- Alle tidsskrifter
- Helse- og sosialfag
- Humanistiske fag
- Pedagogikk og utdanning
Definitions of digital literacy in public discourse still focus mainly on technique, whereas educational studies want to break free from such functional concepts. To accomplish this, an approach is suggested that is not media-centred, but user-centred, which looks at the interaction that takes place on the internet. On the basis of Erving Goffmans frame theory, an example of such an approach is given.
The subjects were 389 nine to sixteen-year-old pupils who participated in the Norwegian web-based National Assessment in English Reading as a foreign language. The pupils achievement in English, their self-reported Information and Communication Technologies (ICT) competence, and general ability were assessed. Using regression analyses, self-reported ICT competence, but not general ability scores, had a significant relation to English reading scores in the 4th grade but not in the 10th grade. In contrast, general ability, but not self-reported ICT competence, was significantly related to English reading for the 10th graders. The results at both grade levels were replicated in separate gender-wise analyses. The findings indicate that the computerized National Test in English reading in lower school grades is a test of computer competence or computer familiarity, more so than achievement in English. Thus, there are serious issues of validity involved when using computerized tests in primary schools.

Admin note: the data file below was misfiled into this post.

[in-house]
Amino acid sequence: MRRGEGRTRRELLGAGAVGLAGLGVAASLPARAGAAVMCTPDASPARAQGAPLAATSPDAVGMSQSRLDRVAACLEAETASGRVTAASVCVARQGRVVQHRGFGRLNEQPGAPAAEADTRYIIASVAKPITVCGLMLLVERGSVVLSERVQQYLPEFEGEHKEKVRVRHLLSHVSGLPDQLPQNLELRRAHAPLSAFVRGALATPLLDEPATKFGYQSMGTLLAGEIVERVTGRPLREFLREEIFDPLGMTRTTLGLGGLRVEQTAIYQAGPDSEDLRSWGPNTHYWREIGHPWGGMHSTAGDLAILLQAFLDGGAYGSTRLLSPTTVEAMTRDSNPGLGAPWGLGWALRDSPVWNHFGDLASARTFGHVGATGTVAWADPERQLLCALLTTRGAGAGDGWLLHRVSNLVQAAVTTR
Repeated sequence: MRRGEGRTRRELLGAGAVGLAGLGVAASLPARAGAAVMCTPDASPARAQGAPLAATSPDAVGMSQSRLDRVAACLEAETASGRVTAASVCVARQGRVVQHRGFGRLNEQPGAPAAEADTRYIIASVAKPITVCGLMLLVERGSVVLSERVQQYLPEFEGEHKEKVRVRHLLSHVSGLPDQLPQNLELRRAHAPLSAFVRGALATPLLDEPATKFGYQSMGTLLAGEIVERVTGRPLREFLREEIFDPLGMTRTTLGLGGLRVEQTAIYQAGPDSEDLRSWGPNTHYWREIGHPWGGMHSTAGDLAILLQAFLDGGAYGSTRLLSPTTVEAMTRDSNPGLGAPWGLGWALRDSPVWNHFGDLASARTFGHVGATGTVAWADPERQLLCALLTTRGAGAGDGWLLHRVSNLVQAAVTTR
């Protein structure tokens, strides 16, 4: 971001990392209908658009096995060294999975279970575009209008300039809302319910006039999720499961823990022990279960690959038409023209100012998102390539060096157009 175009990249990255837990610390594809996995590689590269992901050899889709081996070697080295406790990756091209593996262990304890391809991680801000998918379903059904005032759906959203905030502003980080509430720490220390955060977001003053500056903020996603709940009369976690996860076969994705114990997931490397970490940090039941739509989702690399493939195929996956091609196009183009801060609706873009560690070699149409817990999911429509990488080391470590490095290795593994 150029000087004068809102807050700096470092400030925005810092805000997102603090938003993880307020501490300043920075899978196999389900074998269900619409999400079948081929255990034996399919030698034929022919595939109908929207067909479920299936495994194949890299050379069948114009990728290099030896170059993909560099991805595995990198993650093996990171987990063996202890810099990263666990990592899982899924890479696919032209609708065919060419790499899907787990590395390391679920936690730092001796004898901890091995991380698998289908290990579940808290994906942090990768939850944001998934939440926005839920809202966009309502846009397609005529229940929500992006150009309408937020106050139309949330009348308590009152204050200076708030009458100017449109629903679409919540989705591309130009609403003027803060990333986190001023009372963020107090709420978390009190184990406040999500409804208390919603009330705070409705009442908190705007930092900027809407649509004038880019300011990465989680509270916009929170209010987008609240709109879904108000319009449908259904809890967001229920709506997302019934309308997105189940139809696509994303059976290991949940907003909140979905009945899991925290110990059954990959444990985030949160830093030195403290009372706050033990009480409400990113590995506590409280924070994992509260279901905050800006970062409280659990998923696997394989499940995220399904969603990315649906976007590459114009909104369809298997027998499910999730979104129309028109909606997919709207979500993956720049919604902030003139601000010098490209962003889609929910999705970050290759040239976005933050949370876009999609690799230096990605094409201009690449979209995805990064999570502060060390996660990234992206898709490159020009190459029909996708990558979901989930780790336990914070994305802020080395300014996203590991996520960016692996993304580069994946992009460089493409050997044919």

Since 2003, the biennial national ITU Monitor survey has been carried out by the Network for IT Research and Competence in Education to gather information about the use of information and computer technology (ICT) in Norwegian schools, including students, teachers and school leaders. In the ITU Monitor 2009, the students were given an assessment to measure their digital literacy in addition to questions about when and how often they use ICT in school.
The aim of this paper is to identify and understand how digital literacy among 9th grade students is related to time spent on computers at school and outside school, family background and priorities from the schools. The findings from the study reveal a large variation in digital literacy and this can indicate a digital literacy divide among the 9th grade students. Further, the results show how digital literacy is related to both school factors (e.g. access to computers and schools with an ICT-supportive climate) and home factors (e.g. family background and grades). Overall, the findings indicate how systematic factors at the individual and school levels have an impact on digital literacy.
The purpose of this article is threefold. First, it reviews the literature on mentoring as a modern form of individually enhanced competency development. Second, it describes what characterizes mentor conversations conducted in the form of web-based video communication and establishes the concept of Web-based video mentoring (WVM). Third, based on a case study, the article highlights and discusses pedagogical challenges and possibilities that emerge using WVM. Moreover the article discusses the relationship between trust and technical competency, and argues for the importance of picture and sound in the mentor relationship and in the designing of the conversations. Finally the case study illustrates how form, process and leadership are decisive factors and that continuity through accessibility is of importance for a successful Web-based video mentoring.